Nanofiltration Membrane Method for Lithium Magnesium Hydroxide Waste

Jul 2019
Nanofiltration Membrane Method for Lithium Magnesium Hydroxide Waste
In recent years, with the depletion of ore resources such as spodumene and dolomite, the development and utilization of salt lake brine lithium resources have received extensive attention at home and abroad. China is a salt lake country with abundant resources such as potassium, magnesium, lithium and boron. It is mainly distributed in Qinghai, Tibet, Xinjiang and Inner Mongolia. However, the magnesium-lithium ratio of magnesium salt resources in salt lakes in China is high, which hinders its development and utilization. According to the characteristics of China's brine water resources, after years of exploration and research, researchers have proposed the extraction of lithium from salt lake brine by adsorption, solvent extraction and nanofiltration membrane methods. The adsorption method has problems such as high cost, small scale, difficult granulation, and small adsorption capacity. The extraction method has broad application prospects, but it faces difficulties in equipment corrosion and loss of extractant.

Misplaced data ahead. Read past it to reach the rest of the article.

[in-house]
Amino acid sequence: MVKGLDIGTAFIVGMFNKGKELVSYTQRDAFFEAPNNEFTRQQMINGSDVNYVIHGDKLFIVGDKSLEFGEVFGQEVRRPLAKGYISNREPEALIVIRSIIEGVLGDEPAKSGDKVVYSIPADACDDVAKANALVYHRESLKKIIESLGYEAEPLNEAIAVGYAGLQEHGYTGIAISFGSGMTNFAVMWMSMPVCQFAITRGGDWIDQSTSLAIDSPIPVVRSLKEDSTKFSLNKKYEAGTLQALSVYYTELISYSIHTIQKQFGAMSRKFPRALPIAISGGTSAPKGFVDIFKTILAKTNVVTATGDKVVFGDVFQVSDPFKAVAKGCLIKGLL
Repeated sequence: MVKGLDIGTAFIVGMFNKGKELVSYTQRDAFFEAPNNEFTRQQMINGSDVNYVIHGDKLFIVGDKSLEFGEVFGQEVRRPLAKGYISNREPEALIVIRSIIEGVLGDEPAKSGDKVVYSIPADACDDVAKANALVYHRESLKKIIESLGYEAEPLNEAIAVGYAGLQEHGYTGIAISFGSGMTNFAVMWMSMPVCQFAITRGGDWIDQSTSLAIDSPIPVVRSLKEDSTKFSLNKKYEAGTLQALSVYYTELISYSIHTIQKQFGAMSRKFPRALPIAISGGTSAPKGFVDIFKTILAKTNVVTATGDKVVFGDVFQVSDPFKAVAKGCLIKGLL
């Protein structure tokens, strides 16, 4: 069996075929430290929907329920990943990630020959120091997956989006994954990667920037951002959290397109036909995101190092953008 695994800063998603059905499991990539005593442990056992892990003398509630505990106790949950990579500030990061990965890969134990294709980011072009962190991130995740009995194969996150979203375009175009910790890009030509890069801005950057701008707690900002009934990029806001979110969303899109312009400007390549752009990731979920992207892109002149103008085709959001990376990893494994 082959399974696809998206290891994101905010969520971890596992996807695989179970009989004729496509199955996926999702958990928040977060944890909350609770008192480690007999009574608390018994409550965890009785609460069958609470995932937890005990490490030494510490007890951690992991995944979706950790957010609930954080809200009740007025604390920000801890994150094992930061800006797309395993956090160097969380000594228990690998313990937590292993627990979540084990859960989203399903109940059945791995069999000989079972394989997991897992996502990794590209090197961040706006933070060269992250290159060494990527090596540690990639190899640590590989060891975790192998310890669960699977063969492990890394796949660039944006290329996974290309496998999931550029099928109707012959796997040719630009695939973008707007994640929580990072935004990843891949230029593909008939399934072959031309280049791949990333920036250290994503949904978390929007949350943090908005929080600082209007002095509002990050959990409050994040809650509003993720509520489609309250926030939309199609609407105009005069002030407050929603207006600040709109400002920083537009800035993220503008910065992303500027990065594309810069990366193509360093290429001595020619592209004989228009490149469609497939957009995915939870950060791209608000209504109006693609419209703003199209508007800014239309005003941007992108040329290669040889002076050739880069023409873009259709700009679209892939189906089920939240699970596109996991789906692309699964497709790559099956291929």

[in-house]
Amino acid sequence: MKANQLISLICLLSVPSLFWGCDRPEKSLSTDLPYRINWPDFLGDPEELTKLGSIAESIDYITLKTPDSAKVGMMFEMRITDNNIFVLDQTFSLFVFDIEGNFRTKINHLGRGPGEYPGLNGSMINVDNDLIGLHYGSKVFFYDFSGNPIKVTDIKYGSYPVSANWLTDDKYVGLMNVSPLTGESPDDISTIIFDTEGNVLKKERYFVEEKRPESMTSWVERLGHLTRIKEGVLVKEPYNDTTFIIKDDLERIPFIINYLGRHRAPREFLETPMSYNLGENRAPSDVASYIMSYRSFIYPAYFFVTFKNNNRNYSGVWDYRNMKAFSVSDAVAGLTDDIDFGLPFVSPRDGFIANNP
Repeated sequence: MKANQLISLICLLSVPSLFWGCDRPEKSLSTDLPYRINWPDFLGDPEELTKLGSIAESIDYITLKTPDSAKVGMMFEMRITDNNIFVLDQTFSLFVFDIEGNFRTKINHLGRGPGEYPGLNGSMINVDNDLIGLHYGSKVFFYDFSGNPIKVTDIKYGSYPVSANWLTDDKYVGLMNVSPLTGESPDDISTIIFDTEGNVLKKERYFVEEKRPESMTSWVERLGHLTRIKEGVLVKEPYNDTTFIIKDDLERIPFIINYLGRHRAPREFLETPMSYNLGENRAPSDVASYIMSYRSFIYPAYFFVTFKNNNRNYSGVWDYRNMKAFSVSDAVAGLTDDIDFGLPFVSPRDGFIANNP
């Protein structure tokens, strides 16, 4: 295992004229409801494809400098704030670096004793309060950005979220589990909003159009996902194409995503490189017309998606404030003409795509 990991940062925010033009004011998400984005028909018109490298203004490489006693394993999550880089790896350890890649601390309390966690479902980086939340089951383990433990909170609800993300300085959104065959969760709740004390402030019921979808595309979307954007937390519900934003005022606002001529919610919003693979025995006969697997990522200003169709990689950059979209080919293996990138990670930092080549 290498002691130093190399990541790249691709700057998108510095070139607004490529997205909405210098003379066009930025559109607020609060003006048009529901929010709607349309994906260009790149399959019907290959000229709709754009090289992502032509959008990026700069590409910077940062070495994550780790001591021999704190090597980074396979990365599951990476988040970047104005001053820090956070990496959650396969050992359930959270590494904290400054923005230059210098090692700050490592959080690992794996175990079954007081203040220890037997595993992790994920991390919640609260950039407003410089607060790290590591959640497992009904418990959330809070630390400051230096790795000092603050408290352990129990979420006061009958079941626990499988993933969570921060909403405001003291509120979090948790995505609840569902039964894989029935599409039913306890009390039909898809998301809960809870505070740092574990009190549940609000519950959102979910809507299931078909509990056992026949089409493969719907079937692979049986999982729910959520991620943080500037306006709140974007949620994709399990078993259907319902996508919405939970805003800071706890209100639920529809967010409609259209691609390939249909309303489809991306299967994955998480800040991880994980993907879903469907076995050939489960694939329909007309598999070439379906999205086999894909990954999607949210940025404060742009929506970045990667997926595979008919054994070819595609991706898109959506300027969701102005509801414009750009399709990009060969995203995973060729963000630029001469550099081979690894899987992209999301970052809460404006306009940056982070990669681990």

Nanofiltration membrane separation is a new method for the extraction of lithium from salt lake brine. The main principle is that the brine is circulated and concentrated by a monovalent selective ion exchange membrane through a primary or multi-stage electrodialyser to obtain a lithium-rich low-magnesium brine. After preliminary and deep removal of magnesium and concentration, lithium carbonate is obtained. However, the initial removal of magnesium from sodium carbonate and the deep magnesium removal process of sodium hydroxide resulted in about 8% magnesium hydroxide waste residue containing lithium carbonate resulted in waste of magnesium salt resources in the salt lake. Therefore, recycling and utilizing magnesium hydroxide waste has certain economic value and environmental significance.

Using magnesium slag as a raw material, lithium carbonate is converted into lithium bicarbonate with high solubility by carbonization of ammonium hydrogencarbonate, thereby achieving one-step separation of magnesium and lithium. The lithium hydrogencarbonate solution is treated by a constant temperature thermal decomposition method to obtain high-purity lithium carbonate. This production process is simple and operability. This provides a feasible way for the efficient use of salt lake magnesium lithium resources.
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